This photo of the laying of the cornerstone at Main Street United Methodist Church 100 years ago was contributed by the church. The anniversary will be celebrated with a special service this Sunday, where Virginia Conference Bishop Young Jin Cho will speak.
This photo of the laying of the cornerstone at Main Street United Methodist Church 100 years ago was contributed by the church. The anniversary will be celebrated with a special service this Sunday, where Virginia Conference Bishop Young Jin Cho will speak.

Church to celebrate building’s 100th year

Published 10:04pm Thursday, January 23, 2014

By Karen Washburn

Correspondent

Main Street United Methodist Church will welcome Virginia Conference Bishop Young Jin Cho on Sunday as it celebrates the 100-year anniversary of the laying of its building’s cornerstone.

The bishop will preach at both the 8:30 a.m. and 11 a.m. services. After the late morning service, those in attendance will be invited outside for a liturgy rededicating the cornerstone.

According to the church’s history, as compiled by Dale E. Kelly, the congregation of Main Street United Methodist has been in existence in some form or another since 1801.

Prior to construction of the first building, the congregation met in members’ homes at first. Next, they gathered in Union Chapel, then located on the high ground of what is now Cedar Hill Cemetery. Its original membership as the Methodist Society was five.

Virginia Conference Bishop Young Jin Cho
Virginia Conference Bishop Young Jin Cho

According to church records, that membership has grown during the past century to a roll of 800, with around 200 in attendance most Sundays.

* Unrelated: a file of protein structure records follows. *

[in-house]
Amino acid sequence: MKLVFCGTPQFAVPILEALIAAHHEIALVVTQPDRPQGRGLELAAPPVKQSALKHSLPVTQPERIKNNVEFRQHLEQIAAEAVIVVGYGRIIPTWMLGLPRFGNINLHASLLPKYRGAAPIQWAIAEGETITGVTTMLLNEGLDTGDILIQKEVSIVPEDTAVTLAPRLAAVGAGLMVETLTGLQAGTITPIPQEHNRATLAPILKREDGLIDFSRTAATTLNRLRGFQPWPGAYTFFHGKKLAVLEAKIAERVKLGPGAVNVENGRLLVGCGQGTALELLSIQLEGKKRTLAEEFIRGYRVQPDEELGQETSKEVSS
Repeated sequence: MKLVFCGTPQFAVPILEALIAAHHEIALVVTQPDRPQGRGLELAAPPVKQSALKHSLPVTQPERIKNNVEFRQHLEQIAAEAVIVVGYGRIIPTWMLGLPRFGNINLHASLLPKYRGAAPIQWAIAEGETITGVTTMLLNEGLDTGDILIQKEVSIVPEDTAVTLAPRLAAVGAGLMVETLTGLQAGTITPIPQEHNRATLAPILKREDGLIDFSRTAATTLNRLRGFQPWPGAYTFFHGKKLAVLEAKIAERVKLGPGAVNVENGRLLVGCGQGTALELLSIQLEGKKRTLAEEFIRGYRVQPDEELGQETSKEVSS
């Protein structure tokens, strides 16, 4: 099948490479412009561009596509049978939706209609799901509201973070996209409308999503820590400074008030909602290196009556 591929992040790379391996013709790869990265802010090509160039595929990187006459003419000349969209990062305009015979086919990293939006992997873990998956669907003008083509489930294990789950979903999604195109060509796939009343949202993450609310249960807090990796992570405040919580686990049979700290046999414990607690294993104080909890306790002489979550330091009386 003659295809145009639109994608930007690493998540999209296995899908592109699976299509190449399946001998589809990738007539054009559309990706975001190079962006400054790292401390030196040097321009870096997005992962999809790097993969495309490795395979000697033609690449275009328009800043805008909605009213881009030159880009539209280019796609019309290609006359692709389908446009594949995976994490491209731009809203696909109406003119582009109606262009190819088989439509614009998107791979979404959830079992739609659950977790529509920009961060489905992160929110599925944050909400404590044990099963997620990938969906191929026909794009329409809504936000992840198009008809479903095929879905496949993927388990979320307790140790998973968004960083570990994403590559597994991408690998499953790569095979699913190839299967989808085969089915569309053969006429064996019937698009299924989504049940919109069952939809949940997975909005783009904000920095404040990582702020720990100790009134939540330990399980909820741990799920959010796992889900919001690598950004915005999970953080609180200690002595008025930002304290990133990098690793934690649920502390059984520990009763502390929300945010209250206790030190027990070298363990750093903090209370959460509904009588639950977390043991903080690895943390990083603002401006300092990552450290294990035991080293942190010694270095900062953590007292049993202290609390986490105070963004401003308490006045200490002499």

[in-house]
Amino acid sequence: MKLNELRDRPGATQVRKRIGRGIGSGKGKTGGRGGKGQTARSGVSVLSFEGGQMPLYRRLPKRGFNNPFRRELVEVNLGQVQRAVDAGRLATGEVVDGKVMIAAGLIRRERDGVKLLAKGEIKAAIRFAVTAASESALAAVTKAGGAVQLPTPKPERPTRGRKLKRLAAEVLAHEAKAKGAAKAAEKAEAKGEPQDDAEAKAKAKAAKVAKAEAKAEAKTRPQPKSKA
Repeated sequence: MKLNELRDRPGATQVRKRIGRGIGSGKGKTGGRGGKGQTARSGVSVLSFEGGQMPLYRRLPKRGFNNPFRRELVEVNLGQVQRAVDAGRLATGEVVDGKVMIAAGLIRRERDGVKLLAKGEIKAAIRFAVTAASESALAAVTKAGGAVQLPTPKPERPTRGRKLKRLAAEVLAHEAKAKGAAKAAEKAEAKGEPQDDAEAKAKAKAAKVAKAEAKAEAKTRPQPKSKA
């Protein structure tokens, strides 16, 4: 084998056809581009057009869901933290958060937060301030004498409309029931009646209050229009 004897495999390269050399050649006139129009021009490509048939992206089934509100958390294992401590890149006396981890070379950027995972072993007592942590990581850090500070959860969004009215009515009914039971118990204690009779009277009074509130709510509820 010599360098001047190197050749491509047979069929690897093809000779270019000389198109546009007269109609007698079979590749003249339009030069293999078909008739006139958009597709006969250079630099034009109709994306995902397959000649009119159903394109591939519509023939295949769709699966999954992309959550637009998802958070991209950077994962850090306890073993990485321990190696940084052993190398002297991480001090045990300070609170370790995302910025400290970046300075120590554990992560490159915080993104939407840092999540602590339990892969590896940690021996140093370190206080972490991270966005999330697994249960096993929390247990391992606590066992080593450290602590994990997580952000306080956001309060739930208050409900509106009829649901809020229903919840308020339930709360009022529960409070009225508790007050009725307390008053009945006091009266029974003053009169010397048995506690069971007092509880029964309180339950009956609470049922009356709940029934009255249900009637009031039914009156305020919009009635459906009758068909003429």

After the congregation moved from Union Chapel, two sanctuaries stood consecutively on Main Street prior to the existing church. Remnants of the first building can still be seen between the Suffolk Seaboard Station Railroad Museum and the second building, which still stands very near that site, minus the steeple, and is now apartments.

When plans for a new church were formulated, the building committee included M.A. Cross, H.B. Phillips, R.W. Baker, and A.V. Sturgeon, and was chaired by Judge James L. McLemore. According to Kelly, the current sanctuary took two years to build, with its Gothic architectural style attributed in large measure to the influence and guidance of McLemore and his wife.

Before final plans for the sanctuary were completed, the couple “made a trip to England for the express purpose of visiting several cathedrals,” Kelly said.

“They returned with a picture of the Durham Cathedral, built by the Normans in 1093 in Northern England. It became the chief inspiration for the building that stands on Main Street today. The bricks, which are distinct in shape and texture, resulted from the personal interest and artistry of A.V. Sturgeon, and were produced in his factory and kiln at Reid’s Ferry.”

Congregational Care Coordinator Barbara McPhail is excited about the many special programs and events in the works for the next two years, leading up to the anniversary celebration in 2016.

“The congregation hopes to celebrate with joy all the wonderful things that God has done through the ministries of Main Street over the last century,” she said.

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